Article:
Although the Erie Canal was not completed until 1825, a substantial part was available for use by Palmyra by mid 1822. According to the Palmyra Herald of June 19,1822, "our village has assumed an appearance which may be justly considered characteristic of the elevated rank to which it is destined. The canal crosses Main St. at the Eastern end where there is a large and commodious basin (Jessup) and nearly opposite the center of the village, another basin (Rogers)is now nearly completed plus at the west end of the Village is a third basin (Aldrich) directly opposite to which there is an elegant dry dock." ( A basin was similar to a bay which was constructed to allow boats to leave the main channel at the canal for the purpose of loading or unloading.)

The canal toll collector's office was originally at Jessup’s basin but was moved to Rogers and remained there for most of the life of the Erie. Some idea of the volume of canal business done at Palmyra may be determined by the Canal Commission report of 1827 which showed that the toll collected in Palmyra for that year was $84,009.96. Incidentally the collector’s salary was $1,000.00 annually.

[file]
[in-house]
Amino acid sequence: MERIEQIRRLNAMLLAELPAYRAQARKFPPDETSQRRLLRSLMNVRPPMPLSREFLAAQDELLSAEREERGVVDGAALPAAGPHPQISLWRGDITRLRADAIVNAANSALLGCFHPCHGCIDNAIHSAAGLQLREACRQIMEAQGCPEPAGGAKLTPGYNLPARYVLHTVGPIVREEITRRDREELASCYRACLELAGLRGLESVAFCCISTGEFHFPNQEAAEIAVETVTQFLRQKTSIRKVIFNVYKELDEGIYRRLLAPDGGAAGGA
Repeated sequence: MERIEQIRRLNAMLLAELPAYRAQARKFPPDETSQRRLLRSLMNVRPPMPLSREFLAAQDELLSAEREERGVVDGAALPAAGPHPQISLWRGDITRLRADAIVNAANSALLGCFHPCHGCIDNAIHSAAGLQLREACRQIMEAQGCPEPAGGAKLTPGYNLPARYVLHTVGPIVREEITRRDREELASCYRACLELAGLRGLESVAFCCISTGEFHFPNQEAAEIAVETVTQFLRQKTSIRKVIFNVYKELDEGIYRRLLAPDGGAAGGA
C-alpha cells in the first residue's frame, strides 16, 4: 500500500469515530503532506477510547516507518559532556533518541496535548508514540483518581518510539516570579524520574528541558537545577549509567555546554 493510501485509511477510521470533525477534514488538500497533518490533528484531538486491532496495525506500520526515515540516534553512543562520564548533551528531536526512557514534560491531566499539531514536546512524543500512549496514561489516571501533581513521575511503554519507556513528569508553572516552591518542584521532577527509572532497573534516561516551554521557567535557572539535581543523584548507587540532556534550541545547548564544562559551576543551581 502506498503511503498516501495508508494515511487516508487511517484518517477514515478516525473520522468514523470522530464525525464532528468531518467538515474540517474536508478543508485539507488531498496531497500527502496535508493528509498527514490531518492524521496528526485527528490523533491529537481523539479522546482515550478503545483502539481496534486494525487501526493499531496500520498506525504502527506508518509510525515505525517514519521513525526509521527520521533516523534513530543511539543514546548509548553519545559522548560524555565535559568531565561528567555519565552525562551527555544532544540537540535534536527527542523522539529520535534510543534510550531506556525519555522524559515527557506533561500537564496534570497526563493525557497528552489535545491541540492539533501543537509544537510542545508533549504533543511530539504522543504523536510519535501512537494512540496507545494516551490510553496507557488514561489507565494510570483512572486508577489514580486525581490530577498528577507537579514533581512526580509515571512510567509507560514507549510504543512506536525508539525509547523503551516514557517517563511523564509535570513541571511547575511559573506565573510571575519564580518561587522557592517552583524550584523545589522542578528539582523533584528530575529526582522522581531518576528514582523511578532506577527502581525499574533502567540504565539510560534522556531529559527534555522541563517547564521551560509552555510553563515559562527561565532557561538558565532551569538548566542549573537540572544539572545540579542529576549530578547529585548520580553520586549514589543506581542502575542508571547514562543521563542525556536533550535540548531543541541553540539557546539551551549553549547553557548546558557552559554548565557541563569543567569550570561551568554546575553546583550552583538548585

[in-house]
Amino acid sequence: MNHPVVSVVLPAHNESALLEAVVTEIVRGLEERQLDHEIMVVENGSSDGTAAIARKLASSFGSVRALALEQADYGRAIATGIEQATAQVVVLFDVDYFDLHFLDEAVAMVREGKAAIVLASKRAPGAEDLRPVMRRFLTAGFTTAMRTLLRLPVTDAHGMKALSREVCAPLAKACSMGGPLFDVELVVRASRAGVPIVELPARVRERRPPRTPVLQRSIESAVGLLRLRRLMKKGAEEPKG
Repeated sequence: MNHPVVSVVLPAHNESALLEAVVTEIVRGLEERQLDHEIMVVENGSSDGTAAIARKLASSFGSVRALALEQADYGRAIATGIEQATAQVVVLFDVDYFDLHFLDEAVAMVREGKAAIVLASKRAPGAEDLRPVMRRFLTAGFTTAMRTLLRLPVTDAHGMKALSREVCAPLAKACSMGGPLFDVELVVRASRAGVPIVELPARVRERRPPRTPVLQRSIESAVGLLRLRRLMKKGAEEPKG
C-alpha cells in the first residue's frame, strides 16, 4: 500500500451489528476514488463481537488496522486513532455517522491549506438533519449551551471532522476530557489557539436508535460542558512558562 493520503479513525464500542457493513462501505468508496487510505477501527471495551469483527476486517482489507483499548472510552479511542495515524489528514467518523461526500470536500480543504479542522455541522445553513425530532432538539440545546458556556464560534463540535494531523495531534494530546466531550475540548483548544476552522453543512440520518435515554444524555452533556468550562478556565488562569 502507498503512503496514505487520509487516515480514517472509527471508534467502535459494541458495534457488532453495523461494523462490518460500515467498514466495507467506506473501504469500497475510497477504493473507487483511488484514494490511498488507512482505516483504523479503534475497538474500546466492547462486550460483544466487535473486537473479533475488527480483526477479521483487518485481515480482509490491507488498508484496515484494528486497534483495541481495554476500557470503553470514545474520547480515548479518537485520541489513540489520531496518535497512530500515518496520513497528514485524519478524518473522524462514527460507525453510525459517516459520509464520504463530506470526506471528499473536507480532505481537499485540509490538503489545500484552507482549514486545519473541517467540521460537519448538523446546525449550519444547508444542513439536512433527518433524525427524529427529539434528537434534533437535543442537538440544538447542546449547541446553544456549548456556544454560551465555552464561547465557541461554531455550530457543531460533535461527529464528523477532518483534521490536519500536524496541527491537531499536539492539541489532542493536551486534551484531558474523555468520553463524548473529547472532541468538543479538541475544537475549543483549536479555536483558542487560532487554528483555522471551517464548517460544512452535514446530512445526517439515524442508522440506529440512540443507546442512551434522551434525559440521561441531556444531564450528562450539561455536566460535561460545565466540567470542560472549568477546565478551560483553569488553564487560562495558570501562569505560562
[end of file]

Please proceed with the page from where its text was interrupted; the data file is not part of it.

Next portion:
During the canal period, roughly 1822-1853, the Palmyra area prospered tremendously. Many of the Main Street commercial buildings were constructed in the 1822 through 1830 period. Among the many occupations were farming (fruits, vegetables, grain, essence), manufacturing (boat building, rope, lumber, ashes) and forwarding. Many Palmyra merchants became very wealthy and built federal style homes which still stand today. A comparison of population from this time is interesting:

Year Rochesterville Palmyra
1816 331 2187
1820 1500 3124
1825 4274 4613

By the special act of the New York State Legislature, Wayne County was set off from Ontario County on January 28,1823. At the same time, the Town of Macedon was set off from the Town of Palmyra. The result of this was that Township 12 in Range 3 became Macedon with 23,125 acres and Palmyra Township 12 in Range 2 with 19,410 acres. Note also the notch in the south border of Palmyra Township. The Canal was through Palmyra by 1822 and when the County was set off in 1823, Ontario County wanted an outlet on the Erie Canal so the south border of Palmyra was moved northward to allow for Port Gibson, Town of Manchester, Ontario County.